• Special Saver: Again, the importance of Ink Armor means that you want to minimize your special gauge losses in the event that you get splatted. These stack pretty well even at lower amounts (a single sub cuts your special loss from 50% to 41%, and a full main ability cuts this down to just below 30%), so you’ll definitely want to fit this onto your build somewhere. (For .96 Deco users, this is less important, but it’s still worth carving out a single sub ability slot for it.)
  • Special Power Up: SPU stacks really slowly compared to SCU and Special Saver, but given that it extends the duration of Ink Armor while also cutting down the time it takes to activate it, it’s definitely worth thinking about if you’ve got space available. In fact, it might be something you use in a platoon with MPU, swapping out one for the other depending on the situation (although I would only run a maximum of 1 main of SPU). The .96 Deco gets a slightly-expanded hitbox for its Splashdown, but it’s not really much of a buff, and it you’re still just as vulnerable to being blasted out of the air, so I wouldn’t bother with it there.
  • Run Speed Up: The .96 makes you super slow when firing, but RSU barely improves this even as higher stack levels. Instead, I would opt for…
  • Swim Speed Up: Extra mobility is never a bad thing in Splatoon 2, and since swimming through ink is the preferred method of travel, SSU provides far more benefit than a comparable amount of RSU. It’s not a must-pick, but it’s handy to have if you’ve got some space (two subs makes you roughly 5% faster, and a main ability by itself is close to an 8% boost).
  • “The Three Subs”: I subscribe to at least part of ThatSRB2Dude’s “5 Subs” theory, so including one sub ability apiece of Quick Super Jump, Bomb Defense Up DX, and Ink Resistance is useful regardless of what weapon you’re running.

In summary, I’d say start by deciding if MPU makes sense for what you’re doing, and then prioritize ink efficiency perks for the space you have remaining. Be sure to take special weapons perks into account if you’re running the vanilla .96 (especially Special Charge Up), and think about making space for “the three subs” or perhaps some Swim Speed Up.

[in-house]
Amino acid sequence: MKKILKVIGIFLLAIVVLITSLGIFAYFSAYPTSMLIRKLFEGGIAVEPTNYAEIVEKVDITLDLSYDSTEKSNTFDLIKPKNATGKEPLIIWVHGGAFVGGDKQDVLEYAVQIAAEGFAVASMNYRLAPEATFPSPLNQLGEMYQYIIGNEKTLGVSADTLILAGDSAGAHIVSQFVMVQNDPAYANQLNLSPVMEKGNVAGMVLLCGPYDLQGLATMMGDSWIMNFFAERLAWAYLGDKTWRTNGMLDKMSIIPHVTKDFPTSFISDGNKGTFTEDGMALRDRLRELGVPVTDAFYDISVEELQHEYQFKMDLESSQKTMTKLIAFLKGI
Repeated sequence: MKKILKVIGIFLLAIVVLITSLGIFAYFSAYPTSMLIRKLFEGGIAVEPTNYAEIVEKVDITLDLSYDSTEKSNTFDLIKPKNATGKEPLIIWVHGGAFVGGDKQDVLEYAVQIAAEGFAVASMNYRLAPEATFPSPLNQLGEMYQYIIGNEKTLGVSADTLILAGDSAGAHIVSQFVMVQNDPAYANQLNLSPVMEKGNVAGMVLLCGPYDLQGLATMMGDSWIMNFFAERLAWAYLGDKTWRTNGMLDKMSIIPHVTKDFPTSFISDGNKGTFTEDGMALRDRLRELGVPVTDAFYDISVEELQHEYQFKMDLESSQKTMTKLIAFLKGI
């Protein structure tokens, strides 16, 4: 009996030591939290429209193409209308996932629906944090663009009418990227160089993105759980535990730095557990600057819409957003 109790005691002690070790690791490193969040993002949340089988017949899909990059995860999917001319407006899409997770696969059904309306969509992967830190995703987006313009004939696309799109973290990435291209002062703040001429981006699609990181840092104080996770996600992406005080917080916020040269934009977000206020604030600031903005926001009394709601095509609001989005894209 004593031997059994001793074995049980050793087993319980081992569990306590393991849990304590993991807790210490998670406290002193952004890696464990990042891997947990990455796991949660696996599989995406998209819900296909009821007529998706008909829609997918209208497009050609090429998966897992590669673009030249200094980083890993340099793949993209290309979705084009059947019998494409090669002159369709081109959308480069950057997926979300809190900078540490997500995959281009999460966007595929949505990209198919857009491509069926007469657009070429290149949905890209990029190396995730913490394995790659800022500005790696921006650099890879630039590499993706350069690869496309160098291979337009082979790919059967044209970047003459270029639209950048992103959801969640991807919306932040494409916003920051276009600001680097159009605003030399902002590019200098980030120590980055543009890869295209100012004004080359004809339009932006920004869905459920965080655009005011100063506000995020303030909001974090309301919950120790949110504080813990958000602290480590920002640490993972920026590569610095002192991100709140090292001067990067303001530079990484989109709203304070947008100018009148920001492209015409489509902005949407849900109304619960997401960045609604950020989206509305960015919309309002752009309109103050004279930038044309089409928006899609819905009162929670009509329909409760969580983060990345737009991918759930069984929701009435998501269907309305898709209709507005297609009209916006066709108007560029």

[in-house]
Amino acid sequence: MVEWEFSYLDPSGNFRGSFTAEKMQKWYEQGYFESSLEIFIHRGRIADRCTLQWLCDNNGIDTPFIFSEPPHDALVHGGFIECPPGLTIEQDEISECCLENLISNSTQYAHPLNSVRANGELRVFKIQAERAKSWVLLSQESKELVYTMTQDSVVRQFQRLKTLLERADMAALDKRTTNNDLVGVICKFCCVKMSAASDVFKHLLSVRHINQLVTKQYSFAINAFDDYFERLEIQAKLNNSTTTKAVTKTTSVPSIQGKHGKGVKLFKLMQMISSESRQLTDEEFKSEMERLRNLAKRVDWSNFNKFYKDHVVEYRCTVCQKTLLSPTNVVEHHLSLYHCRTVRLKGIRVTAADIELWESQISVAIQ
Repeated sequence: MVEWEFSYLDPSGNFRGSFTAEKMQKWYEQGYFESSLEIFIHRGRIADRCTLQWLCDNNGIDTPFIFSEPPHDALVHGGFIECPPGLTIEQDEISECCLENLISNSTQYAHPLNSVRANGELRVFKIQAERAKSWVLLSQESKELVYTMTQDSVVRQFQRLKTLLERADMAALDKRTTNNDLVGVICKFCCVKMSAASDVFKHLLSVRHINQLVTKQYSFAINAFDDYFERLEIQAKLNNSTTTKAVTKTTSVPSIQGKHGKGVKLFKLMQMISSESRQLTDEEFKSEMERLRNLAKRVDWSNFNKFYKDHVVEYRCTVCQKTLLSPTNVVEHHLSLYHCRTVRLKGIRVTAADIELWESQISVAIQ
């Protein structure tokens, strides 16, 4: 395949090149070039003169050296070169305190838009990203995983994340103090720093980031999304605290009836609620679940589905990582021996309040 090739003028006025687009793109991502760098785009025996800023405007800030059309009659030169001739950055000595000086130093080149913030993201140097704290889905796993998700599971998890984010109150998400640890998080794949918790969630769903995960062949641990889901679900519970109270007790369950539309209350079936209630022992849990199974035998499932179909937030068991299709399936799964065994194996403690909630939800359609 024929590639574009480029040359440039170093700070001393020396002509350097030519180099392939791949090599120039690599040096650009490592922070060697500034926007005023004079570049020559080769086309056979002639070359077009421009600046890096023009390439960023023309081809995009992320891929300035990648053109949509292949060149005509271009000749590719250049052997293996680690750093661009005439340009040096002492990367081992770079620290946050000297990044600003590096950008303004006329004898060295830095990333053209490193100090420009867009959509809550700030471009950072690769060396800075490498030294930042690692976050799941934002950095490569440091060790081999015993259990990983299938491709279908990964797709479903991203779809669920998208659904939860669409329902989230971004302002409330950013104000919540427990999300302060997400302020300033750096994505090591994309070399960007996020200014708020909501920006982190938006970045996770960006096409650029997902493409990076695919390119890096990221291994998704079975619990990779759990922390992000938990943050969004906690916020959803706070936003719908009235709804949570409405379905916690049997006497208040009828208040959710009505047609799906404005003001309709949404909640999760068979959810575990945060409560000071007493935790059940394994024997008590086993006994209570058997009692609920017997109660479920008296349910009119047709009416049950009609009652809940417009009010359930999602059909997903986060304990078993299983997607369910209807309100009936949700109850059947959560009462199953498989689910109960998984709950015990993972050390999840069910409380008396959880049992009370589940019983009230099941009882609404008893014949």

The Playstyle

The .96 Gal is typically considered a midline weapon, but it’s flexible enough to perform nearly any role in a pinch: You can jump in and splat opponents with your power, you can use your range and painting power to maintain map control, you can use your kit to aid teammates either directly or indirectly, and you can even serve as a makeshift backline/beacon in the right circumstances. When using the weapon, here are a few key rules of thumb:

  • If you can’t move it, paint it. If you can, paint it anyway. This is good advice for any weapons, but it’s especially important for a vanilla .96, because your special should be in play as often as it can be, and if you don’t have it ready, you need to get it ready ASAP. This means that you should always be on the lookout for a place to ink, and if you can’t do it safely or expediently, make your Sprinkler do it for you. (The Sprinkler comes in very handy for this in ranked battles, when the team charges to the middle and leaves much of the spawn unpainted. Leaving a Sprinkler in an open spot every time you respawn helps charge your Ink Armor while letting you rush back to the front.) This is less important for the .96 Deco, but not by much, as maintaining map control and having your Splashdown ready when you need it are still crucial to having a successful match.